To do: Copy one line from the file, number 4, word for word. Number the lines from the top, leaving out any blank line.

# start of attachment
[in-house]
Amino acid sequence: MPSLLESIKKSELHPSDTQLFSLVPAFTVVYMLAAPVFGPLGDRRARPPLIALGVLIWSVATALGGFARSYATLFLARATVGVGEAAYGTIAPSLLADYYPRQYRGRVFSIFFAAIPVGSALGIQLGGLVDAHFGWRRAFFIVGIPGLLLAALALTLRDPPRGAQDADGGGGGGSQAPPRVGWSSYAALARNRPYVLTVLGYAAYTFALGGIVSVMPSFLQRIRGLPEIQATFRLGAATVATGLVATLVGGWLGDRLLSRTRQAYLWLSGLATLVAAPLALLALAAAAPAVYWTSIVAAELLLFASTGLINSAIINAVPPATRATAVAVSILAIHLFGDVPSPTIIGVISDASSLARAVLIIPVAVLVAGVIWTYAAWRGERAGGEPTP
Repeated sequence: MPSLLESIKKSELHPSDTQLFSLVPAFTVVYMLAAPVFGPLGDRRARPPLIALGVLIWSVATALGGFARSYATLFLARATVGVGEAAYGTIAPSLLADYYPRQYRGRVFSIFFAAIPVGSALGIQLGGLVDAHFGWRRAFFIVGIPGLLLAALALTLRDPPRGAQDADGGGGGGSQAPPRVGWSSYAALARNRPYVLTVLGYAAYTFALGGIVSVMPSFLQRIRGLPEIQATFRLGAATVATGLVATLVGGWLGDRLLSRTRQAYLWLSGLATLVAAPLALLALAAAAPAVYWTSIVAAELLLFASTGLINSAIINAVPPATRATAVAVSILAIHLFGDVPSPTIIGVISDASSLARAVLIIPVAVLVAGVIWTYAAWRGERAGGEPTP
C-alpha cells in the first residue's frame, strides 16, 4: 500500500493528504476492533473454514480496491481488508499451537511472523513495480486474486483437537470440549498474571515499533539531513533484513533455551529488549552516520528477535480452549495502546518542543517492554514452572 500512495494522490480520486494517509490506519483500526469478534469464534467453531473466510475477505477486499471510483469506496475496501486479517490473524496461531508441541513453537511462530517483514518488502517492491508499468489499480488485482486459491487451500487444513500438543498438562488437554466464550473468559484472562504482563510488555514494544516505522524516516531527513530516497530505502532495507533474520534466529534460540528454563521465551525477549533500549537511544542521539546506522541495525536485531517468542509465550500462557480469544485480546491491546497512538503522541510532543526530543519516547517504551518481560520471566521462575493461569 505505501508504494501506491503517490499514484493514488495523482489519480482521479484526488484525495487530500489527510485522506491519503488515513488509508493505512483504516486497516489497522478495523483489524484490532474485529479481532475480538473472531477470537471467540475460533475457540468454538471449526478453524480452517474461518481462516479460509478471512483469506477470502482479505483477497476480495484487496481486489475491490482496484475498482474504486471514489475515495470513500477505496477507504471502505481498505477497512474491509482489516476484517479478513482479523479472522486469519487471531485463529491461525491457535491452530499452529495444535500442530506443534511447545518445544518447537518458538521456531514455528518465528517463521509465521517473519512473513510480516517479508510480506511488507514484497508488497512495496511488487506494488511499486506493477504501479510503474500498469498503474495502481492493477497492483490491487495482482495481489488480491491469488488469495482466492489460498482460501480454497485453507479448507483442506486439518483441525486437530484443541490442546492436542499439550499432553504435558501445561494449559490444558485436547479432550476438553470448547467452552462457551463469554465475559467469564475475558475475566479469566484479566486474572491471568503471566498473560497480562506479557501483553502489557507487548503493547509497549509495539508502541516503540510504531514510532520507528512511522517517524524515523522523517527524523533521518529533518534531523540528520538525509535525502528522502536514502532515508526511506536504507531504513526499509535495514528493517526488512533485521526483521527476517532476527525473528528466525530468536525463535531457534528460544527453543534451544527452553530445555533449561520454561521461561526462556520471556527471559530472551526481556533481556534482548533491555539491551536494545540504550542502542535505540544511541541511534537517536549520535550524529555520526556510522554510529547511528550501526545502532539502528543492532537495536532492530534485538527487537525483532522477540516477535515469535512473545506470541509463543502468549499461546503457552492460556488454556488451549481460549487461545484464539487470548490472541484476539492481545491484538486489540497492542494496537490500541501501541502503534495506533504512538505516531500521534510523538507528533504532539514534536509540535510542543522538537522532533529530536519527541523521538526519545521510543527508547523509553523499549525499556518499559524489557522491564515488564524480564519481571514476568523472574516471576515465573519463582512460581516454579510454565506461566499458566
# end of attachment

C-alpha cells in the first residue's frame, strides 16, 4: 500500500493528504476492533473454514480496491481488508499451537511472523513495480486474486483437537470440549498474571515499533539531513533484513533455551529488549552516520528477535480452549495502546518542543517492554514452572 500512495494522490480520486494517509490506519483500526469478534469464534467453531473466510475477505477486499471510483469506496475496501486479517490473524496461531508441541513453537511462530517483514518488502517492491508499468489499480488485482486459491487451500487444513500438543498438562488437554466464550473468559484472562504482563510488555514494544516505522524516516531527513530516497530505502532495507533474520534466529534460540528454563521465551525477549533500549537511544542521539546506522541495525536485531517468542509465550500462557480469544485480546491491546497512538503522541510532543526530543519516547517504551518481560520471566521462575493461569 505505501508504494501506491503517490499514484493514488495523482489519480482521479484526488484525495487530500489527510485522506491519503488515513488509508493505512483504516486497516489497522478495523483489524484490532474485529479481532475480538473472531477470537471467540475460533475457540468454538471449526478453524480452517474461518481462516479460509478471512483469506477470502482479505483477497476480495484487496481486489475491490482496484475498482474504486471514489475515495470513500477505496477507504471502505481498505477497512474491509482489516476484517479478513482479523479472522486469519487471531485463529491461525491457535491452530499452529495444535500442530506443534511447545518445544518447537518458538521456531514455528518465528517463521509465521517473519512473513510480516517479508510480506511488507514484497508488497512495496511488487506494488511499486506493477504501479510503474500498469498503474495502481492493477497492483490491487495482482495481489488480491491469488488469495482466492489460498482460501480454497485453507479448507483442506486439518483441525486437530484443541490442546492436542499439550499432553504435558501445561494449559490444558485436547479432550476438553470448547467452552462457551463469554465475559467469564475475558475475566479469566484479566486474572491471568503471566498473560497480562506479557501483553502489557507487548503493547509497549509495539508502541516503540510504531514510532520507528512511522517517524524515523522523517527524523533521518529533518534531523540528520538525509535525502528522502536514502532515508526511506536504507531504513526499509535495514528493517526488512533485521526483521527476517532476527525473528528466525530468536525463535531457534528460544527453543534451544527452553530445555533449561520454561521461561526462556520471556527471559530472551526481556533481556534482548533491555539491551536494545540504550542502542535505540544511541541511534537517536549520535550524529555520526556510522554510529547511528550501526545502532539502528543492532537495536532492530534485538527487537525483532522477540516477535515469535512473545506470541509463543502468549499461546503457552492460556488454556488451549481460549487461545484464539487470548490472541484476539492481545491484538486489540497492542494496537490500541501501541502503534495506533504512538505516531500521534510523538507528533504532539514534536509540535510542543522538537522532533529530536519527541523521538526519545521510543527508547523509553523499549525499556518499559524489557522491564515488564524480564519481571514476568523472574516471576515465573519463582512460581516454579510454565506461566499458566